Setting up the two compressors to feed one line will allow the job to be done more successfully with a high-demand air tool, but if the air tool exceeds the capacity of the two air compressors, then it would be time to consider a larger compressor to increase airflow if that tool is going to be used a lot.

Running 2 air compressors in tandem is a great idea for continuous air tool applications as the combined air system now has a higher CFM. It’s also suitable for intermittent use, where specific air tools require a higher CFM than your single air compressor is capable of delivering.

That being said, however, connecting two air compressors each other for intermittent use just maybe a little radical. It’s probably worth buying an extra air tank rather than a full compressor, as it requires only very short periods of continuous use.

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It may also be that you need to buy a new compressor that is adequately sized for your air tools and can deliver the correct CFM can be more profitable. This is significantly case by case, you may have a neighbor who has an air compressor that you can easily borrow whenever you need the extra CFM, so it would be a more cost effective method.

Duty cycle is another important consideration to understand so that if you are getting a second compressor, it will have the same duty cycle as your current one, ensuring that none will exceed their rating and overheat, causing component damage and premature wear.

After you get a second air compressor and hook it up using the method described in this article, you’ll need to adjust the pressure switches to make sure the gap between them isn’t too great. If that’s the case, one of your air compressors will do most of the work, starting and stopping much more frequently.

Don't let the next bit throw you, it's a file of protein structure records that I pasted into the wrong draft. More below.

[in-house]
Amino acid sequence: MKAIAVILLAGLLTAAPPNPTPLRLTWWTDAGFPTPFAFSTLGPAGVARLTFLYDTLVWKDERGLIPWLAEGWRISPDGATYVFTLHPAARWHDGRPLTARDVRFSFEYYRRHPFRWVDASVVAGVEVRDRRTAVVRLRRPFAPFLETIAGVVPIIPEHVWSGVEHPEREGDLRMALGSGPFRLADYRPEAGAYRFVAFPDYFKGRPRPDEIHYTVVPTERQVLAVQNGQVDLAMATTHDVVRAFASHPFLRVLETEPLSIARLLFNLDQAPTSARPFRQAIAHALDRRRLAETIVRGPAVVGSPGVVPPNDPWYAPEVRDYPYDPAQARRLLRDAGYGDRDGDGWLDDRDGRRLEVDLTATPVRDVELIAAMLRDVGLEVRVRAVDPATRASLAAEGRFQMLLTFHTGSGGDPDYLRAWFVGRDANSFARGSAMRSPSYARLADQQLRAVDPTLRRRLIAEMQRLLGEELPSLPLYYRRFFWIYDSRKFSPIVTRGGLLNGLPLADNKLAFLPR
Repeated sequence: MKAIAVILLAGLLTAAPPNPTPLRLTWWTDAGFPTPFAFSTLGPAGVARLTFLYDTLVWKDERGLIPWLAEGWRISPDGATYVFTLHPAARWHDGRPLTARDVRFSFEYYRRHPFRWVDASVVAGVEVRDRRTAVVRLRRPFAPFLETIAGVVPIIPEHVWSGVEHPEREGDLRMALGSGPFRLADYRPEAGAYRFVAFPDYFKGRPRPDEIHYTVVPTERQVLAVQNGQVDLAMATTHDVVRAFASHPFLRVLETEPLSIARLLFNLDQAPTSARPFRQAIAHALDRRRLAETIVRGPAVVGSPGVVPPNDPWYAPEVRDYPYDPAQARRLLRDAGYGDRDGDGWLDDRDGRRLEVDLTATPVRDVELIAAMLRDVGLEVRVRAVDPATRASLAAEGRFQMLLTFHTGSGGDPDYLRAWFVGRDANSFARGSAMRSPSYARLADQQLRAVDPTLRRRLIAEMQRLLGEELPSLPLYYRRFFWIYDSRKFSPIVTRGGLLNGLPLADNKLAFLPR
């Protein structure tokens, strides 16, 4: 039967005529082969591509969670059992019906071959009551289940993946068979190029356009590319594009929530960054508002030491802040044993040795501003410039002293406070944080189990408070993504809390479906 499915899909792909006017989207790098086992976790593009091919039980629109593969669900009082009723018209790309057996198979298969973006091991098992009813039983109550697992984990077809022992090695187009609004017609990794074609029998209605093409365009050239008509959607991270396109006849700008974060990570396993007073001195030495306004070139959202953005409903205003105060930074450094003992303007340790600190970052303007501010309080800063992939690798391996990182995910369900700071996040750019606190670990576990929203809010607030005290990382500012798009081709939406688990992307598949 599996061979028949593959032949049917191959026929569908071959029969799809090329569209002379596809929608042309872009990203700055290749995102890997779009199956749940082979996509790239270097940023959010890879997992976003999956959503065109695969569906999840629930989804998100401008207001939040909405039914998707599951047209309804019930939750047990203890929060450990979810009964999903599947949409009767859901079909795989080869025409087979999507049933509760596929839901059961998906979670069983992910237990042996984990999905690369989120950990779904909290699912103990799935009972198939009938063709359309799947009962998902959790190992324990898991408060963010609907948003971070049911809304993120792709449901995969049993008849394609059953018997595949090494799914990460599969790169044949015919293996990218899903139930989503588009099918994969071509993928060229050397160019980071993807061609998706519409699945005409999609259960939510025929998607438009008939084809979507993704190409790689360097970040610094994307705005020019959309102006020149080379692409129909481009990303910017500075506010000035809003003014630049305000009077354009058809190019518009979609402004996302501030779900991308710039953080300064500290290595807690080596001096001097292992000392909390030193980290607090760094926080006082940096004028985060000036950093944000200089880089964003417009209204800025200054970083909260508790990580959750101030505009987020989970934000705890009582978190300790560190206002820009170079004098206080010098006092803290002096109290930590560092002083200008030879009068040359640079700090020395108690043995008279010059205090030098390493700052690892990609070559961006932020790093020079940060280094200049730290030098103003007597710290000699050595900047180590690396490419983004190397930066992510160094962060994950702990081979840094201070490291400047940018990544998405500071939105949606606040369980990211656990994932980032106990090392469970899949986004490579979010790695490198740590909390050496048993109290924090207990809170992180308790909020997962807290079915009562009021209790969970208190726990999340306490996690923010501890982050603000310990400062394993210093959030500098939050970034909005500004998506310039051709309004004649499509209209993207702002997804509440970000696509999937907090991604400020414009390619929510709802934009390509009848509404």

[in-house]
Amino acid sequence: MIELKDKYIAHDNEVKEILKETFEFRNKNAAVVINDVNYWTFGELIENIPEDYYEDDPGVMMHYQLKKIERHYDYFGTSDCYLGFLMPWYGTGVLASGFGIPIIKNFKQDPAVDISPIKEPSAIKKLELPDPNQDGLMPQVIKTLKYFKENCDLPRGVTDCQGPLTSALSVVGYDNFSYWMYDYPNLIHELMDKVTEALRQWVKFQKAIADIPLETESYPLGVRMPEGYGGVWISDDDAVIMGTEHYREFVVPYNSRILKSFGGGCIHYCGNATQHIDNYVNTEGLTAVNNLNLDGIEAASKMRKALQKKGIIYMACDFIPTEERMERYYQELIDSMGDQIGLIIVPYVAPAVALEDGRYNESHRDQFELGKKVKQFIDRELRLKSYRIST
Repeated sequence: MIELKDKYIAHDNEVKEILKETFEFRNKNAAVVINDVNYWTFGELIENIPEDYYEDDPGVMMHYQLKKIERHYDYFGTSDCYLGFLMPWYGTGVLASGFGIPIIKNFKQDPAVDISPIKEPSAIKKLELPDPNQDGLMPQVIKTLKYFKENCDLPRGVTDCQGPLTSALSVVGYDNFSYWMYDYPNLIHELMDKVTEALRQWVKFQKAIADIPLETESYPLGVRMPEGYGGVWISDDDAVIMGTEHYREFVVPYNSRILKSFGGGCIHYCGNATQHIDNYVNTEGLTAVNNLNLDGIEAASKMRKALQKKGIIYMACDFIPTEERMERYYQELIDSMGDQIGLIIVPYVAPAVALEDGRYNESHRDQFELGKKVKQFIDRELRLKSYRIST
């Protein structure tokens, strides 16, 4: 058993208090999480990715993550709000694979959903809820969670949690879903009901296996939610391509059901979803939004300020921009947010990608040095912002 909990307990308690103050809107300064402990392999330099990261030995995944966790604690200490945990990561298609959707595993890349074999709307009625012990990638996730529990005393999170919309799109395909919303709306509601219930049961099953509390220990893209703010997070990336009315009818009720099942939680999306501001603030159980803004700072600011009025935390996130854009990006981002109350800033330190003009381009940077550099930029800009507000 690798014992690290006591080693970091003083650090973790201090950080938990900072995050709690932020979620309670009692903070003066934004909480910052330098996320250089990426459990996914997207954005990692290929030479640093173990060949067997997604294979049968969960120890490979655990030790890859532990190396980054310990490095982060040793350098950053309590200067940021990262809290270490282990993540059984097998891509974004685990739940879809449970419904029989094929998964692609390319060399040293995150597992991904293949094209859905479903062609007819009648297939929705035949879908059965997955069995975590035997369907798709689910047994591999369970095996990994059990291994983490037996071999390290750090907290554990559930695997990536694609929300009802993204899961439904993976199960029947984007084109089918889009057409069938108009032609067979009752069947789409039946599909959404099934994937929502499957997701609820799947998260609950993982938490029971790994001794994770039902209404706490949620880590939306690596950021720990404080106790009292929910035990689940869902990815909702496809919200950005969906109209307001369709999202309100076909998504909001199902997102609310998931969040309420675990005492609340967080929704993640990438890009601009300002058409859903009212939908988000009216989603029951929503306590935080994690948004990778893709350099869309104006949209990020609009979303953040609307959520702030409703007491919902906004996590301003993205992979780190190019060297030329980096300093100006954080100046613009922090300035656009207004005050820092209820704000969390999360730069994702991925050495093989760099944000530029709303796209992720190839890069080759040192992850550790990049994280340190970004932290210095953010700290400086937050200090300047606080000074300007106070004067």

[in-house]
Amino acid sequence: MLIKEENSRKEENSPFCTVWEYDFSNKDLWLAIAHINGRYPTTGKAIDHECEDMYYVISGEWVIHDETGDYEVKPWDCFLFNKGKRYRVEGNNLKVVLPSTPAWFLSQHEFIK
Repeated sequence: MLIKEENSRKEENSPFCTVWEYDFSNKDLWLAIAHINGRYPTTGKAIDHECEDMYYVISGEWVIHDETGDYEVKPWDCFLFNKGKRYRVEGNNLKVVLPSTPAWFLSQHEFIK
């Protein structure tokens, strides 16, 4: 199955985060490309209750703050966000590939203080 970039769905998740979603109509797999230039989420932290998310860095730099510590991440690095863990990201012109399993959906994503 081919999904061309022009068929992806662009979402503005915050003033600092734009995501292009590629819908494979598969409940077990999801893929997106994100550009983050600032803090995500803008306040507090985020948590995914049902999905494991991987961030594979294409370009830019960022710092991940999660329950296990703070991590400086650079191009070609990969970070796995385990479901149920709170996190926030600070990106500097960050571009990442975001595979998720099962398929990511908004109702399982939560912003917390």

This will cause premature wear and tear on the compressor by working harder, which means you’ll need to perform additional maintenance, and it will undoubtedly have a shorter lifespan. In an ideal situation, to achieve the full CFM potential of the combination air compressors, the cut-in and cut-out pressures should be the same.

But you may not always need the full potential of the system , so it may be recommended that one of the compressors be turned on and off at pressures 5 PSI lower than the other.

This results in you having primary and secondary air compressors. And, an important consideration here, is that some air tools can only draw air from one compressor (the primary), so it’s a good idea to periodically adjust the pressure switches on the compressors so that one isn’t always doing ALL the work.

If you have air compressors of the same make, model, and size, then the two compressors will almost certainly already have the same on and off pressures, so you won’t have to sync up! ! In theory, both air compressors should run at about the same amount, depending on the requirements of the tool.

FAQs (Frequently Asked Questions)

If you have any questions about connecting 2 compressors together, please leave a comment below so someone can help you.> p>.